Hawks are ‘big chunk’ thinkers who seldom concern themselves with details, especially ones that they deem as unnecessary. They would rarely, if ever, read a camera’s operating manual. When they do, it is often to learn about how to use a very specific feature, for a very specific purpose. They have little interest in understanding how a particular feature or technology works behind the scenes. Their focus is on what that feature or technology can do for them in terms of creating photographs. This attitude would be similar to saying, “I don’t have to know how an engine works to be able to drive a car.”
When it comes to researching camera gear they don’t give much credence to standard camera review websites. They would rather seek out the opinions and real-life experiences of professional photographers who are proficient in the same genre of photography as they are. Better still, they would rather test out some gear for themselves and arrive at their own conclusions. Their underlying fear is to be taken advantage of… so they like to deal face-to-face or with trusted sources when buying or selling camera gear. Hawks are not particularly brand loyal. They will use whatever best meets their needs.
Hawks are challenge oriented and regularly push themselves and their gear to see what they can achieve. They typically have no interest in entering photographic competitions, as they would question the validity and competence of a judging panel. Their primary focus is on self-improvement, not comparing themselves to others.
The Peacock interpersonal style is fast paced and people oriented. They love being out with other people and regularly spend a lot of their time chatting with other photographers. They are very expressive and can be quite humorous.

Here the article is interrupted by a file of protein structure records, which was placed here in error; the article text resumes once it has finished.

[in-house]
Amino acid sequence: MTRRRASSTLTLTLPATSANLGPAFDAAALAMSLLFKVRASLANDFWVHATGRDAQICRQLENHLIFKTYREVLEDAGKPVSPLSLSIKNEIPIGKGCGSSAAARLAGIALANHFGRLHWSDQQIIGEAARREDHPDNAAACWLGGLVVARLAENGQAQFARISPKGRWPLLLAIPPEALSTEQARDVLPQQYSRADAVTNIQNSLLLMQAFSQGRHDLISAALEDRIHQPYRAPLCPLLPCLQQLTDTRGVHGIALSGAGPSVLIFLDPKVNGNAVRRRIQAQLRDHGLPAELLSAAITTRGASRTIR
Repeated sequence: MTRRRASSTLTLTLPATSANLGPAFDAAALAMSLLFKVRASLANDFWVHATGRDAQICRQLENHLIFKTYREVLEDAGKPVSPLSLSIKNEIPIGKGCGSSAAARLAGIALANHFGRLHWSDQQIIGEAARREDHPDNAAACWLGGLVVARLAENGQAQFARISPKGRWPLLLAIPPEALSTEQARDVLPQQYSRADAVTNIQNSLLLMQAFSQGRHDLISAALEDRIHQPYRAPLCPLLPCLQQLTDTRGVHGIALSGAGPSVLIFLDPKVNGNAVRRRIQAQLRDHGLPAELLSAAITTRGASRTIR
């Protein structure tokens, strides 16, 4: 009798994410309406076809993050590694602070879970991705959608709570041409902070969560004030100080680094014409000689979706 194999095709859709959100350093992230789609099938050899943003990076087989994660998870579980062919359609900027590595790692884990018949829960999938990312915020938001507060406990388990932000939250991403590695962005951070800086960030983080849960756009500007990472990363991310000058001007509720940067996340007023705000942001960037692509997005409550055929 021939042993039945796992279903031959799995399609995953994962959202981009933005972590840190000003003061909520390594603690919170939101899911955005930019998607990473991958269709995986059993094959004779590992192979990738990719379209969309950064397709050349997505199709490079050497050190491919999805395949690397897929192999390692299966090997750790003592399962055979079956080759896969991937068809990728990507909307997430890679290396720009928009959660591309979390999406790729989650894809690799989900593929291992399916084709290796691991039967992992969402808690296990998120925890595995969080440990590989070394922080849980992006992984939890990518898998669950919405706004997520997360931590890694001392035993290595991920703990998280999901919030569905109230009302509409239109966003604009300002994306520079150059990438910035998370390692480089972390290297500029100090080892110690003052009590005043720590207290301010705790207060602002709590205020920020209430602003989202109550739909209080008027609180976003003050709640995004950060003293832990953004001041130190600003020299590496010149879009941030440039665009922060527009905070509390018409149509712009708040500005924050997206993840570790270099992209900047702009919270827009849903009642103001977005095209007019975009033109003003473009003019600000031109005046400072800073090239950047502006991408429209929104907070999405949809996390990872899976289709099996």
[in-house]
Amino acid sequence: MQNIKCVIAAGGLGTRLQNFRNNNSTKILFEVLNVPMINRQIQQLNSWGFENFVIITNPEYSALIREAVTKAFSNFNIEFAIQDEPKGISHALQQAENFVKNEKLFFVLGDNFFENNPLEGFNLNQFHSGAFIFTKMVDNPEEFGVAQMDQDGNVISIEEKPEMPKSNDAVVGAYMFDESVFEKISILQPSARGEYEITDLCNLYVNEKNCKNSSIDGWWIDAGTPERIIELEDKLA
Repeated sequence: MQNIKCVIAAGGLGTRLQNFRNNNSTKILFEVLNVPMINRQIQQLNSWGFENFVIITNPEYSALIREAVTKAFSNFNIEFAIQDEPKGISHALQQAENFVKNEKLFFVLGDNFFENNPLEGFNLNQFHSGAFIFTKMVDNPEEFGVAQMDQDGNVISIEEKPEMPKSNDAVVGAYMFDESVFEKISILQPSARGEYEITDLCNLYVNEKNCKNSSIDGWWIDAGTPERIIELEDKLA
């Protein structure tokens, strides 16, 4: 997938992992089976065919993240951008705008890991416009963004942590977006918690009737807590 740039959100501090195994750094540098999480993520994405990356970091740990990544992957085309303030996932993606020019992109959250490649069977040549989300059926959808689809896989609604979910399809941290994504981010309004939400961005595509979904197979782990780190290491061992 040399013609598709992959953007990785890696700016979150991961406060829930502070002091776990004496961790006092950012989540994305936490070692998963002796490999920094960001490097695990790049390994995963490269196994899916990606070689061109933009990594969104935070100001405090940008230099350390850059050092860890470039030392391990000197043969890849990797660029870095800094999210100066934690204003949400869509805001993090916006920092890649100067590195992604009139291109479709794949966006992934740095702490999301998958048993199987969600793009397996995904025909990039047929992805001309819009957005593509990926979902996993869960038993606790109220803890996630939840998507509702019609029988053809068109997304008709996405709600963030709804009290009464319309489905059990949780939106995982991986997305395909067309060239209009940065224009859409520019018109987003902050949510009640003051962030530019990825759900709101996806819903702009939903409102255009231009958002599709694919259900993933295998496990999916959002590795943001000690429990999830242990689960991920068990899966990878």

Peacocks like to be the centre of attention and are keenly interested in the latest and greatest camera gear. They often spend more time discussing and showing their camera gear to others, than actually using it. They frequently post their images on social media sites. Getting ‘likes’ registered on their photographs is very important to them. They often compare the number of ‘likes’ their images have generated with their peers as a way of achieving status within the group.
The Peacock interpersonal style is also a big chunk thinker, so they are not the best with details. Having fun is more important than honing their photographic craft, so Peacocks often capture fewer images for their time out than other interpersonal styles do. When conflict or disagreement arise, Peacocks can go on the attack quickly, and often in a personal manner. This is sometimes evident in photography chat rooms.